National Security

Coalition Forces Make Final Push To Crush ISIS Forces In Mosul

REUTERS/Thaier Al-Sudani

Daily Caller News Foundation logo
Russ Read Pentagon/Foreign Policy Reporter
Font Size:

Iraqi forces belonging to the U.S.-backed Operation Inherent Resolve coalition started their final push to retake Mosul Sunday, in what is expected to be the last fight for the country’s second largest city.

Iraq’s elite Counter Terrorism Service (CTS) and federal police pushed their way into Mosul’s Old City neighborhood. The urban area is densely packed with narrow streets and tight corners, creating a close-quarters fight that could be violent and lengthy.

“The operation now is about street fighting. Air and artillery strikes will be limited because the area is heavily populated and the buildings fragile,” said CTS spokesman Sabah al-Numan, according to Dubai’s al-Hadath TV.

Adding to the dangerous situation are the approximately 100,000 civilians who are believed to still be inside the Old City. Iraqi forces mounted large speakers on humvees in an attempt to direct civilians to safe zones. U.N.officials believe that the civilians are starved and lack access to water.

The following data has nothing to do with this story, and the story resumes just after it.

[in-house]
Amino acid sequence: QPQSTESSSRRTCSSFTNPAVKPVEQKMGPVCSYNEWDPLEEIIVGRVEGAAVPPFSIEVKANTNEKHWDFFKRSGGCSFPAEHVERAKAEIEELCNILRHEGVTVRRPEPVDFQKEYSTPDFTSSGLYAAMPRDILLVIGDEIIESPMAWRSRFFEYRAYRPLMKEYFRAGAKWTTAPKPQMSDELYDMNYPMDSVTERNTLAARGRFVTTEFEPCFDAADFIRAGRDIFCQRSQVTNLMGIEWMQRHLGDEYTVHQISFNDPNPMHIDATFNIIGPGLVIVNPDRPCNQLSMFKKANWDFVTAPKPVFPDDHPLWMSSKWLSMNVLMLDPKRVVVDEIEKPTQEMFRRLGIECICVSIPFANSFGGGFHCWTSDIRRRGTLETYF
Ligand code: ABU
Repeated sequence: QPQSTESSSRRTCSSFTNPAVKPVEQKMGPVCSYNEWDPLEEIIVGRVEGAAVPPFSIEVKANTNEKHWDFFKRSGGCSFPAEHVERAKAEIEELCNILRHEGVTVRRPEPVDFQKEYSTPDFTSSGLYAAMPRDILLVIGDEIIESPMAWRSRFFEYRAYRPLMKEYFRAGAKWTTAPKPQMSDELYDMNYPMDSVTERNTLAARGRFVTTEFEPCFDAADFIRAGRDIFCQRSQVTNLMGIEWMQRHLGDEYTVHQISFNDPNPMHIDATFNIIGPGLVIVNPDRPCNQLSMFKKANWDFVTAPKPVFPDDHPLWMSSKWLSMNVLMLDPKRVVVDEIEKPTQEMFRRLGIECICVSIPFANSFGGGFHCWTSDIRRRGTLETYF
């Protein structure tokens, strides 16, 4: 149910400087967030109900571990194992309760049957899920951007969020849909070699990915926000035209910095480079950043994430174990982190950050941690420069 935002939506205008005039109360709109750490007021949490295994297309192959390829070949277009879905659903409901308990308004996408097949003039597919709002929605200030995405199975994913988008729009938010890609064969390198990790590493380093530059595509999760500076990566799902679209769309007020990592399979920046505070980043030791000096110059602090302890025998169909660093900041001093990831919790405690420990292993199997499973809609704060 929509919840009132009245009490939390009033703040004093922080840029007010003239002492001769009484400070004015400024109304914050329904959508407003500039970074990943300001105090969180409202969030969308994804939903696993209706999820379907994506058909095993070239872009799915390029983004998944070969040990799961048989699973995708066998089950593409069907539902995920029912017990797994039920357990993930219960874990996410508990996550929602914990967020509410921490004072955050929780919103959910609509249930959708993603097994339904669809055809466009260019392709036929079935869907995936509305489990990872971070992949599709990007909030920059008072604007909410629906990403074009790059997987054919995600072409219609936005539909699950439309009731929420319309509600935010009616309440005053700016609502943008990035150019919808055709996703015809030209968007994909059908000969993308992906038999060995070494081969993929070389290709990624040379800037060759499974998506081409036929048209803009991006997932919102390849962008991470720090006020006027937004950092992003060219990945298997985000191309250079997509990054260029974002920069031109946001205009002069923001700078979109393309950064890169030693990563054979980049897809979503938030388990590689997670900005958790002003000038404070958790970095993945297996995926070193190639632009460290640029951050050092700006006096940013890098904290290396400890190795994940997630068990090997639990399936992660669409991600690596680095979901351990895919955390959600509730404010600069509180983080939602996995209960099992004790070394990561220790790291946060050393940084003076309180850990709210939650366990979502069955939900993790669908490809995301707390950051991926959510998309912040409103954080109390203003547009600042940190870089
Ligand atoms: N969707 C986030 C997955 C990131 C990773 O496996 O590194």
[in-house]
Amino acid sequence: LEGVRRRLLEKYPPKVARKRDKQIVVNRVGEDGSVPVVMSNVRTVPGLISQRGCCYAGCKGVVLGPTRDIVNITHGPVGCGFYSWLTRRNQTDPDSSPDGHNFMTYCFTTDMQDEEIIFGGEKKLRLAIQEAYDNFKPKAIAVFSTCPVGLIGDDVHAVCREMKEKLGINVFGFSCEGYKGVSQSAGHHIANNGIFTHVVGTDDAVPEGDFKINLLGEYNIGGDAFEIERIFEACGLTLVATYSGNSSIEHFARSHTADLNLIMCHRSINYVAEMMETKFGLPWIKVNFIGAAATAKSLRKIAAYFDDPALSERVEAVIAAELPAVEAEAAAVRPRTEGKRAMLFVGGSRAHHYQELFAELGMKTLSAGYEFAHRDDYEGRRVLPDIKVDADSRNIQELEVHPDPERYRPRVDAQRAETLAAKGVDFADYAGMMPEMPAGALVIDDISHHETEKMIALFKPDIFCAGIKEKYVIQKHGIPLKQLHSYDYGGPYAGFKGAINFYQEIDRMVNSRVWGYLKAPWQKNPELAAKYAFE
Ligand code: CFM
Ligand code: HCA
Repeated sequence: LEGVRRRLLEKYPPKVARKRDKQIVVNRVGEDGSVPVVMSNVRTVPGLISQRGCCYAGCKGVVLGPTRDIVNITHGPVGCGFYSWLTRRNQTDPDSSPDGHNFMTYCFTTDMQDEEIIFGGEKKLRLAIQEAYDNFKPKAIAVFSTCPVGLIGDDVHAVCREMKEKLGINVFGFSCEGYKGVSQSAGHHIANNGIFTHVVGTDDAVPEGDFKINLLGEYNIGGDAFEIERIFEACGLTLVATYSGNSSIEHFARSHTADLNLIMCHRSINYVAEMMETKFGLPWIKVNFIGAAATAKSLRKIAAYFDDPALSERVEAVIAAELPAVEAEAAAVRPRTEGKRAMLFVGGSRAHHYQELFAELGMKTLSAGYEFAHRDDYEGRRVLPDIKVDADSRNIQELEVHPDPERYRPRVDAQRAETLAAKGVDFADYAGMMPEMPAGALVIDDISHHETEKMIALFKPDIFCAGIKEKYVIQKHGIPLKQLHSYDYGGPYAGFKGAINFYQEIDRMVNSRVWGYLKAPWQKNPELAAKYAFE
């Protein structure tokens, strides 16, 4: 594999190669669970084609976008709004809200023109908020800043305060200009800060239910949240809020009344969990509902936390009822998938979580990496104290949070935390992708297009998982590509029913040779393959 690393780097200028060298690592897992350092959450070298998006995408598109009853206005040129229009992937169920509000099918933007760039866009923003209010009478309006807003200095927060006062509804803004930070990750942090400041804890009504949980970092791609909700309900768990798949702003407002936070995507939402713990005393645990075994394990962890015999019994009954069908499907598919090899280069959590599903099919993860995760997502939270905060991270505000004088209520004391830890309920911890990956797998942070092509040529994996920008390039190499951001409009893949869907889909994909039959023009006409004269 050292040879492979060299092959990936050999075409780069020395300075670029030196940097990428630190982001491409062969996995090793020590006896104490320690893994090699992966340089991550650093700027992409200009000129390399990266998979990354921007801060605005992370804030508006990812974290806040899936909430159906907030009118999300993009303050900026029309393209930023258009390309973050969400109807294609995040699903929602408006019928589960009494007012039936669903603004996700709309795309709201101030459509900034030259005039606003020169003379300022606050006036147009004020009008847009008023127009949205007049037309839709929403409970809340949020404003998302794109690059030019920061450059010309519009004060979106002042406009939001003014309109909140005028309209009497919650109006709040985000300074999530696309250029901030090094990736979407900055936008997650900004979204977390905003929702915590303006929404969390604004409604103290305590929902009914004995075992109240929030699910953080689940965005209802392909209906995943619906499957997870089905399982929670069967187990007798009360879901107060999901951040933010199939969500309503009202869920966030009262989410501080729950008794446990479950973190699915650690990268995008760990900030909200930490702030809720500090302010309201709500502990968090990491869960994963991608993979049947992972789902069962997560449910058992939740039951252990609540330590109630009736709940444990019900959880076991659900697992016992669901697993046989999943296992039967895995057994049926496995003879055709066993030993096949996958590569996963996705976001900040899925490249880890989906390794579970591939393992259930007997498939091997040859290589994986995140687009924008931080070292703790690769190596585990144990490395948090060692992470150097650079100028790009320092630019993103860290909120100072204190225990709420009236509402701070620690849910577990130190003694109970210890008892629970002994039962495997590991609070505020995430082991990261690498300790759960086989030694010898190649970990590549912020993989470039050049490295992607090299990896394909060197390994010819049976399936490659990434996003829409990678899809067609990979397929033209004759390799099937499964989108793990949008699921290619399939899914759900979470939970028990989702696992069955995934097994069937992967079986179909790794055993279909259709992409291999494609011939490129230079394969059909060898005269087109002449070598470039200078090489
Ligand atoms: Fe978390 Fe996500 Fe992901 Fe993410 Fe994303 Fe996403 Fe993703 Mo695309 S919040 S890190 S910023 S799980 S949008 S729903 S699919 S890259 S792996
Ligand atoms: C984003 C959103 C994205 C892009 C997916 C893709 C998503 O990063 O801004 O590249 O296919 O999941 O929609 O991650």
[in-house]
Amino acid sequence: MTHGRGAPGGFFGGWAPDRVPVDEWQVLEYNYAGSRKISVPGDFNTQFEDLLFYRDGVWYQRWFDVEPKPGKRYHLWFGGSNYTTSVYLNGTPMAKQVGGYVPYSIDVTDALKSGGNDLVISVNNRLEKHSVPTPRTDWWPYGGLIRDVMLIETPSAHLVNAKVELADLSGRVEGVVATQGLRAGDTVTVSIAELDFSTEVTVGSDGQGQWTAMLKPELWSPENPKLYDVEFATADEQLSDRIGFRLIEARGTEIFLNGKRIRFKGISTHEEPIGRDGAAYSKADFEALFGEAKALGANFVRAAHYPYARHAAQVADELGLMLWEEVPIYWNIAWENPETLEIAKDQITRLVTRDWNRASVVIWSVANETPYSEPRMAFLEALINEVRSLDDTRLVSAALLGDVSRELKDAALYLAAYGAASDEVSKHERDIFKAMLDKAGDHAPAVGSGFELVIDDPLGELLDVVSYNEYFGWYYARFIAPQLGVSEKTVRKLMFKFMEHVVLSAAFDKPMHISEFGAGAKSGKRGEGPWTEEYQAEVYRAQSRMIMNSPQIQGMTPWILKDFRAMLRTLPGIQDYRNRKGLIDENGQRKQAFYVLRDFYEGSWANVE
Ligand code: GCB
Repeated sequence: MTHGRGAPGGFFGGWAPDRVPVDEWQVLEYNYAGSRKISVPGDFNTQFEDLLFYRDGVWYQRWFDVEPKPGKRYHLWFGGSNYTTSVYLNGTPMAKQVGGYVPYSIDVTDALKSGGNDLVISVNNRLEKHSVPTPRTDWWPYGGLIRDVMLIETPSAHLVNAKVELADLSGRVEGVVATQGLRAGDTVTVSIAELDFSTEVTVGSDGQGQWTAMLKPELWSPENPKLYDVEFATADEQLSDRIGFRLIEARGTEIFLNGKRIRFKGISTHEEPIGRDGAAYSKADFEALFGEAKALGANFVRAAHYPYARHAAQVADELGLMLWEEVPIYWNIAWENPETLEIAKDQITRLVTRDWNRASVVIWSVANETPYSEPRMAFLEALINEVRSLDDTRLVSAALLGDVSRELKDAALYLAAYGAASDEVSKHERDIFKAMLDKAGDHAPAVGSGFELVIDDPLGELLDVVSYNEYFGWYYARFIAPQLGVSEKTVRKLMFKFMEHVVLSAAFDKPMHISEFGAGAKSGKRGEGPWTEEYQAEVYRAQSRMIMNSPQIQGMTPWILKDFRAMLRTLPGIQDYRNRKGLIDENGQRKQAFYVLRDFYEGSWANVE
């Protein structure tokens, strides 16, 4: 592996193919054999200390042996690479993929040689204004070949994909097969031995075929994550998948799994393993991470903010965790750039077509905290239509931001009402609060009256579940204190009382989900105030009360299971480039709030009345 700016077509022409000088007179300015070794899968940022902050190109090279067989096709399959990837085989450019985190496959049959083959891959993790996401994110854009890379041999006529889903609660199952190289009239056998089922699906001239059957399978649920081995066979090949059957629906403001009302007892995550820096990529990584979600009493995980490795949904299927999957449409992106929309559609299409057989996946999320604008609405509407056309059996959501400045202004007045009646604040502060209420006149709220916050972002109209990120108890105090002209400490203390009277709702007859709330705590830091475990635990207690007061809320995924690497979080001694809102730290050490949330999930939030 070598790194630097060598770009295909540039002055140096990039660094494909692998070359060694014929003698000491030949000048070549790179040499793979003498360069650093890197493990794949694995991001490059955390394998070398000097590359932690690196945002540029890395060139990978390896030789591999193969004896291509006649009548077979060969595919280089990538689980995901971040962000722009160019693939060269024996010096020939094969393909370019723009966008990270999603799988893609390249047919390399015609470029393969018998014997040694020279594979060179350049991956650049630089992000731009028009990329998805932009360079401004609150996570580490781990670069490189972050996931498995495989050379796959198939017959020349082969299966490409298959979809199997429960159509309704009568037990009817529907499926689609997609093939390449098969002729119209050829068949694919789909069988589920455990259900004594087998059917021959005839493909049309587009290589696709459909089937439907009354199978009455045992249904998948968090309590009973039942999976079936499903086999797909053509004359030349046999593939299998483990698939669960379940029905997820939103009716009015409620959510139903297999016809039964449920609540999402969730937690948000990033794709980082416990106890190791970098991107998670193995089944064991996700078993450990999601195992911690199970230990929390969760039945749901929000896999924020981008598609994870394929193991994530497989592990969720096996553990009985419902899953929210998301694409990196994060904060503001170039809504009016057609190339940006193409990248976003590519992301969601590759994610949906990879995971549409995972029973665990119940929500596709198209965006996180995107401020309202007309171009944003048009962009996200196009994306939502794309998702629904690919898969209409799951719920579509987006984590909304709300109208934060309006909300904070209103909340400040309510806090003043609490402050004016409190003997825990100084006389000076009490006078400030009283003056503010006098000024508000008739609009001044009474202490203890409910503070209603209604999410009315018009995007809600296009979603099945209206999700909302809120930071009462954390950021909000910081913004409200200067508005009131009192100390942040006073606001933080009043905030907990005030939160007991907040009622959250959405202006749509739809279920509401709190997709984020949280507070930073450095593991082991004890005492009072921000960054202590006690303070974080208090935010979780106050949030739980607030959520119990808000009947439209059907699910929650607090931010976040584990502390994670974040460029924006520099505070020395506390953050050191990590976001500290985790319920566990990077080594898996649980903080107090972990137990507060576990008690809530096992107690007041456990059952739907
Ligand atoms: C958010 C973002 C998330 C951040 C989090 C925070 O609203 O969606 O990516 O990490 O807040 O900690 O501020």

The exact number of ISIS forces that remain in the Old City is unknown. The tight corridors and dilapidated city streets have allowed the group to dig in and set up sniper posts.

Iraqi forces expect significant casualties, both military and civilian.

The assault on the Old City represents the final step in retaking Mosul, which has acted as ISIS’s de facto capital in Iraq since June 2014. A second operation against ISIS’s Syria capital, Raqqa, is also ongoing. The seizure of both cities will be major victories for the coalition, as ISIS maintains a significant presence in the Syrian-Iraqi border regions. Furthermore, it is likely the group will resort to insurgent tactics as it continues to lose territory, meaning a complete defeat may take some time.

Follow Russ Read on Twitter

Send tips to

Content created by The Daily Caller News Foundation is available without charge to any eligible news publisher that can provide a large audience. For licensing opportunities of our original content, please contact